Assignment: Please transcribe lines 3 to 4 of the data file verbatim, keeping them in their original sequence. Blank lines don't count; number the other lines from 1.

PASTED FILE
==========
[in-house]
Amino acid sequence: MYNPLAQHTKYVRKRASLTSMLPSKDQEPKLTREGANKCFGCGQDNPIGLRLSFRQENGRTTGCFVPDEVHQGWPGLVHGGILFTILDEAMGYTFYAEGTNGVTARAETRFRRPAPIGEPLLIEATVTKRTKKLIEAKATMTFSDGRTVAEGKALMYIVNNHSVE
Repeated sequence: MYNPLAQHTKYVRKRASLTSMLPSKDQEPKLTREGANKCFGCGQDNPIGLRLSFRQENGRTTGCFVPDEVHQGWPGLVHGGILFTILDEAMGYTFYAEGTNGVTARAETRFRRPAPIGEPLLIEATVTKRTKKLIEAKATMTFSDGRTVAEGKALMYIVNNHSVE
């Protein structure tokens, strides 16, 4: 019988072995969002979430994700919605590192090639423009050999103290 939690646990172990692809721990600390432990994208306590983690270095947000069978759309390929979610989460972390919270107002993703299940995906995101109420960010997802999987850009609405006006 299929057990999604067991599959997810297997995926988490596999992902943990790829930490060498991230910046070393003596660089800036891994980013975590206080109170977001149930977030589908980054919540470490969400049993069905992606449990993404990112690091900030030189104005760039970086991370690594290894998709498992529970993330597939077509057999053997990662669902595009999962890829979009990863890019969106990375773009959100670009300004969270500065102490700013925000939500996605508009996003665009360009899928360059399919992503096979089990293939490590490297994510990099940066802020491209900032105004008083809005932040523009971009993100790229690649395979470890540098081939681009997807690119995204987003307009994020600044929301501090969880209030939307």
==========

Repeated sequence: MYNPLAQHTKYVRKRASLTSMLPSKDQEPKLTREGANKCFGCGQDNPIGLRLSFRQENGRTTGCFVPDEVHQGWPGLVHGGILFTILDEAMGYTFYAEGTNGVTARAETRFRRPAPIGEPLLIEATVTKRTKKLIEAKATMTFSDGRTVAEGKALMYIVNNHSVE
């Protein structure tokens, strides 16, 4: 019988072995969002979430994700919605590192090639423009050999103290 939690646990172990692809721990600390432990994208306590983690270095947000069978759309390929979610989460972390919270107002993703299940995906995101109420960010997802999987850009609405006006 299929057990999604067991599959997810297997995926988490596999992902943990790829930490060498991230910046070393003596660089800036891994980013975590206080109170977001149930977030589908980054919540470490969400049993069905992606449990993404990112690091900030030189104005760039970086991370690594290894998709498992529970993330597939077509057999053997990662669902595009999962890829979009990863890019969106990375773009959100670009300004969270500065102490700013925000939500996605508009996003665009360009899928360059399919992503096979089990293939490590490297994510990099940066802020491209900032105004008083809005932040523009971009993100790229690649395979470890540098081939681009997807690119995204987003307009994020600044929301501090969880209030939307």